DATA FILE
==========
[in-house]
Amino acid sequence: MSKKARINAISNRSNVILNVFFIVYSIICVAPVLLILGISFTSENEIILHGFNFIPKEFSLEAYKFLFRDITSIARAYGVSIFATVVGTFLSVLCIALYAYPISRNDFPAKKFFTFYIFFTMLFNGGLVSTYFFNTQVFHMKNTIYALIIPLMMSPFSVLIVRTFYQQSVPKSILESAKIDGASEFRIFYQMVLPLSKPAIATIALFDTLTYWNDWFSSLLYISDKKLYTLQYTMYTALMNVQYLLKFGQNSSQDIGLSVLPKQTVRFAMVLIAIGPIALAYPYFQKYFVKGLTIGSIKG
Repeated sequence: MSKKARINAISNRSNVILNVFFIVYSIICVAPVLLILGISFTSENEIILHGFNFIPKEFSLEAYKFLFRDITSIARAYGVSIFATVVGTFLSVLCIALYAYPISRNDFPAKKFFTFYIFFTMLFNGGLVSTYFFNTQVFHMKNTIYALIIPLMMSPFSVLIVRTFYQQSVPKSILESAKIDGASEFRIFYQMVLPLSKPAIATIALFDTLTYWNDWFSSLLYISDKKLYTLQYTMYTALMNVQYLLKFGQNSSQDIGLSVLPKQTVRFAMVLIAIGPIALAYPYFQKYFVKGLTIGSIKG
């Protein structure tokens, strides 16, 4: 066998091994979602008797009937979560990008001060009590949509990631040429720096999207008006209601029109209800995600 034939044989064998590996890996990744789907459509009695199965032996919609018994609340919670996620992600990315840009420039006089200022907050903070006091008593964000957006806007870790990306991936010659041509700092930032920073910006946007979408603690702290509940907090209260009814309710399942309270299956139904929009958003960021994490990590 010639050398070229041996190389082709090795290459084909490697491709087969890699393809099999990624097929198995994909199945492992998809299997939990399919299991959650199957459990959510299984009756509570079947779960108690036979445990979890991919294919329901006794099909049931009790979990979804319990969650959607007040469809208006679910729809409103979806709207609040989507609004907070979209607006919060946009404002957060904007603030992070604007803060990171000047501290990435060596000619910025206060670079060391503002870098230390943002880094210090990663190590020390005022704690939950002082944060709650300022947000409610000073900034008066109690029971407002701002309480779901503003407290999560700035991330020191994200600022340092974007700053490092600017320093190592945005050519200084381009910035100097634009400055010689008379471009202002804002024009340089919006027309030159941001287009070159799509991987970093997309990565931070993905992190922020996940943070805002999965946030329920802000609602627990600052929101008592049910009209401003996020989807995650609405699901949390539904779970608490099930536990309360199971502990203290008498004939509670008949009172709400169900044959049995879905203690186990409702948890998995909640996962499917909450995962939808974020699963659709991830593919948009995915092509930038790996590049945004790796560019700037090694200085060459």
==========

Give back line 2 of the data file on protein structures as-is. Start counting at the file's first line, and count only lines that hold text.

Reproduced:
Amino acid sequence: MSKKARINAISNRSNVILNVFFIVYSIICVAPVLLILGISFTSENEIILHGFNFIPKEFSLEAYKFLFRDITSIARAYGVSIFATVVGTFLSVLCIALYAYPISRNDFPAKKFFTFYIFFTMLFNGGLVSTYFFNTQVFHMKNTIYALIIPLMMSPFSVLIVRTFYQQSVPKSILESAKIDGASEFRIFYQMVLPLSKPAIATIALFDTLTYWNDWFSSLLYISDKKLYTLQYTMYTALMNVQYLLKFGQNSSQDIGLSVLPKQTVRFAMVLIAIGPIALAYPYFQKYFVKGLTIGSIKG